Last night, my brother Tim and I went drifting in his mud truck. It was perfect weather for it (and it was his birthday). There was a nice layer of packed snow on the roads and it was snowing also. I love the thrill and adventure from things like that. On the other hand, my Mom’s overly cautious attitude comes out. I could barely get into my brother’s lifted mud truck. He had to get out, walk around the truck, hoist me up, and get me situated. Heck, he was trying to tell me to use my core and upper body to pull myself up. Ahh, hello! My upper body doesn’t really exist…I think he forgot I had surgery a week ago!
Anyway, we started driving on some country roads and ended up in town. So far it’s all good!! We drifted around corners. He’s turning the wheel this way and that way. I asked him a few times if the truck would/could tip over. Tim reassured me numerous times it wouldn’t based on the frame and massive tires. This truck is huge.
I shut up.
We drifted in and out of a subdivision, the whole time my hands were tightly gripped to the “oh sh**” grab bar. I was having fun, but hanging on for dear life. In the meantime, we’re doing donuts and circling here and there…until we were mid-circle and his truck died.
We both laughed. His battery conked out on him. After all, the truck had been sitting for a few months now and was winterized. It was to be expected, right?! His friend came to the rescue and jump-started Tim’s truck.
Life is full of unfortunate events. Those unfortunate events can be something simple or even complicated lasting even years. I’ve always told myself that everything happens for a reason, whether I know now, in the future, or never know why. Sometimes I try to figure out the why, but never get an answer. I’ve looked to friends to get that answer, but to never get it. I’ve looked within myself for the answer, only to be frustrated I don’t have an answer why. I’ve given up looking for the answer. Sometimes the answer is right in front of me. Most of the time, it’s hidden never to be found. I’m learning to be okay with that.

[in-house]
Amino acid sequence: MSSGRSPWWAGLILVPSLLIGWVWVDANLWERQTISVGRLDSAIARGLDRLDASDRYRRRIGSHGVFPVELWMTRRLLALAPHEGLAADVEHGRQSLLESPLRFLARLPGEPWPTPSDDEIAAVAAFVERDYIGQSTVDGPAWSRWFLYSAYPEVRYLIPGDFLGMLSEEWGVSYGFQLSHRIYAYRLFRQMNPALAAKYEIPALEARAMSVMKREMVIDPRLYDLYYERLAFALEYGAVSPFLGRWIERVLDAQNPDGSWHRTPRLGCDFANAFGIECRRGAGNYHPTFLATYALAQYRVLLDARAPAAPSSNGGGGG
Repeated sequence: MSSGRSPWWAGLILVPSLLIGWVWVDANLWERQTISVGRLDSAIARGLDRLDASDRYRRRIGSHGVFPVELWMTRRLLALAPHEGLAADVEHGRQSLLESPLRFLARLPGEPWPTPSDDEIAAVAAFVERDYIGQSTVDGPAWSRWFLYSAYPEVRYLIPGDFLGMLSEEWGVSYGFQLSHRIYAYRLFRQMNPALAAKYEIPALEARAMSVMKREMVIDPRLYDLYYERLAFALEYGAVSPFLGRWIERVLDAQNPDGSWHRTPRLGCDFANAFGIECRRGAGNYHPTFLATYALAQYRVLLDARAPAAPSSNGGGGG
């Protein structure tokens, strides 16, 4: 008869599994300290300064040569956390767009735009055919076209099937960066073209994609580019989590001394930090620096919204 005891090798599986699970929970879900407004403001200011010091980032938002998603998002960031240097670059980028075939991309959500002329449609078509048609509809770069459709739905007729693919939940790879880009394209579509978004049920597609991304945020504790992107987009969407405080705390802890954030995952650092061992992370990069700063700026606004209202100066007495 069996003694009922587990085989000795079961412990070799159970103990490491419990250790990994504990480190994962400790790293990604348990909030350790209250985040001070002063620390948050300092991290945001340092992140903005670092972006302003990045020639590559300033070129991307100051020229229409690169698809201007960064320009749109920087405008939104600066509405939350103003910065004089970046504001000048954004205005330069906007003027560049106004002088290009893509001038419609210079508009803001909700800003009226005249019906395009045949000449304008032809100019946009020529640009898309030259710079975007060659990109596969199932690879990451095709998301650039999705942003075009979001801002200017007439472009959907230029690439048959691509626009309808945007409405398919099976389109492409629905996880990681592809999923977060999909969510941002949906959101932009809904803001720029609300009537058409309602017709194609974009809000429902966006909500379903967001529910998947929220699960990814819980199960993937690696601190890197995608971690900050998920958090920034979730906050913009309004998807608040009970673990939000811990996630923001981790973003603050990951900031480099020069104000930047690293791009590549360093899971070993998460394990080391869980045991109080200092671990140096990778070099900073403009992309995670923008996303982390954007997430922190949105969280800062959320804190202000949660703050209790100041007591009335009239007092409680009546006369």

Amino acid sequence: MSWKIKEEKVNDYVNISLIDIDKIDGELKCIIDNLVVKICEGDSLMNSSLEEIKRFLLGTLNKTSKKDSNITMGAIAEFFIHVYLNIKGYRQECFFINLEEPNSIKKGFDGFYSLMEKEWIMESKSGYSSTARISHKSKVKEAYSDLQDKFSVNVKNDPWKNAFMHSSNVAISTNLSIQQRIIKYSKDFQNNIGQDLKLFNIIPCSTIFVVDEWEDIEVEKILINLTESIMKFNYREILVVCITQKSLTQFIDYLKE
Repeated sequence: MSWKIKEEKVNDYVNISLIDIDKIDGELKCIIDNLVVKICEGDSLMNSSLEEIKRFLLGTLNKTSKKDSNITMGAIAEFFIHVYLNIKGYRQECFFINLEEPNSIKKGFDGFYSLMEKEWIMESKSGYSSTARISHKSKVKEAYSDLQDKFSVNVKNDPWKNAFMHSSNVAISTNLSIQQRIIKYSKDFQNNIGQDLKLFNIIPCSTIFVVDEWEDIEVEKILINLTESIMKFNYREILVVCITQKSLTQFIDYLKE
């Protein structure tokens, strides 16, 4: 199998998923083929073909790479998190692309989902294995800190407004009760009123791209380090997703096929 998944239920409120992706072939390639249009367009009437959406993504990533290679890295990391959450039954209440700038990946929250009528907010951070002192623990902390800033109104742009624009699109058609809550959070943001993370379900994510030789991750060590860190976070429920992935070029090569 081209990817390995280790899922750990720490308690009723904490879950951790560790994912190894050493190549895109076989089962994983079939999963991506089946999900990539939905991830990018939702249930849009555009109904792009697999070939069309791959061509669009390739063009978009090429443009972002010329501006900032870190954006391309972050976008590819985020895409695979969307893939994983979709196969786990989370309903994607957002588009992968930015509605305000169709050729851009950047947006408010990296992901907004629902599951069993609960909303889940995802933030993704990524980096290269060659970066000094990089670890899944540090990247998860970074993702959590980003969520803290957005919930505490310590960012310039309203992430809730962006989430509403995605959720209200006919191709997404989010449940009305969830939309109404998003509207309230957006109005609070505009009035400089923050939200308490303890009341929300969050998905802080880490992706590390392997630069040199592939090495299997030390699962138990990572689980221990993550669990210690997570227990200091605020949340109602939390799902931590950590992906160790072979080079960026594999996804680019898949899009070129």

2014 was a very difficult year. A year where I hung on to things, drifted here and there, unsure of what was to come, and even stalled in the middle of the intersections. I had to have friend’s come a jump-start my battery and put things in perspective for me. They had to recharge my battery. I hung on for dear life, and at times wanted to throw in the towel. But I couldn’t.
I could probably say 2014 was the worst year ever. It brought me to my knees more times that I can remember. It left me breathless at times, tired, drained, unsure, hopeless…
But you know what, when Tim and I were drifting, I could have let go of the grab bar. I didn’t. I could have given up on the crappy things that happened in 2014. I didn’t. I hung on. I hung on for dear life and took whatever was thrown my way.
2014 wasn’t my worst year. It was my best year. It wasn’t an easy year, but I pushed through and handled what some would run from.
I found out Sarah was diagnosed with breast cancer while out for a jog one cool March day. Her breast cancer was BRCA1. I got my ducks in a row, did the genetic testing and I, too, was BRCA1 positive. I had an 87% chance of getting breast cancer in my lifetime (now it’s 10% since having my PBM). How scary knowing breast cancer was in my future at some point. I had some extremely difficult decisions to make, and decisions I would never wish on anyone.
I got to meet some amazing professional triathletes and develop a good friendship with one in particular – Meredith Kessler. She’s an outstanding and beautiful person! I broke some personal bests in the 5k, 10k, half marathon, and sprint and half Ironman triathlons. I have some new PR’s to chase down when I’m completely healed and fully back in the game.
Why do I say it was my best year? It was my greatest year of faith, courage, determination, compassion, strength, hope, trials, survival, patience, bravery, and friendship. I’m alive. Healthy. Thankful. Each day is truly a gift that I don’t want to waste. I am made up of so many great things, and my year taught me more than I ever wanted to be taught at one time. I’m still learning much about myself through this second surgery and recovery time. My body is healing; it’s resilient and will bounce back. I’m accepting and coping with my new norm. It’s taking time and that’s okay – there’s no timeline and deadlines.
2014 taught me I’m a fighter. I can handle anything thrown my way. I held on and lived to tell it with my story. My friend gave me this awesome shirt as a present and it said SWEAT – She Will Endure All Things. My motto for 2014 and many more years to come!
Goodbye, 2014. Thank you for so many things. The year may have ended and the new one is well on its way. I will always be reminded daily of my 2014 year. My Previvor journey isn’t complete and there’s an ending still waiting to be written. Who knows, I may not get that ending this year either. I’ve decided I’m okay with where I’m at right now – no real ending; no perfect cadence to my unfinished symphony.
Cheers to a new year! I can’t wait for the awesome adventures and randomness it brings. I had some pretty lofty plans for 2015 (like completing my first Ironman), but that was all pre-surgery/BRCA stuff. Those plans and goals can wait until 2016! Perspective. My motto this year is flying by the seat of my pants. I have a few things planned, but, for the most part it will be rather spontaneous with racing and things in general.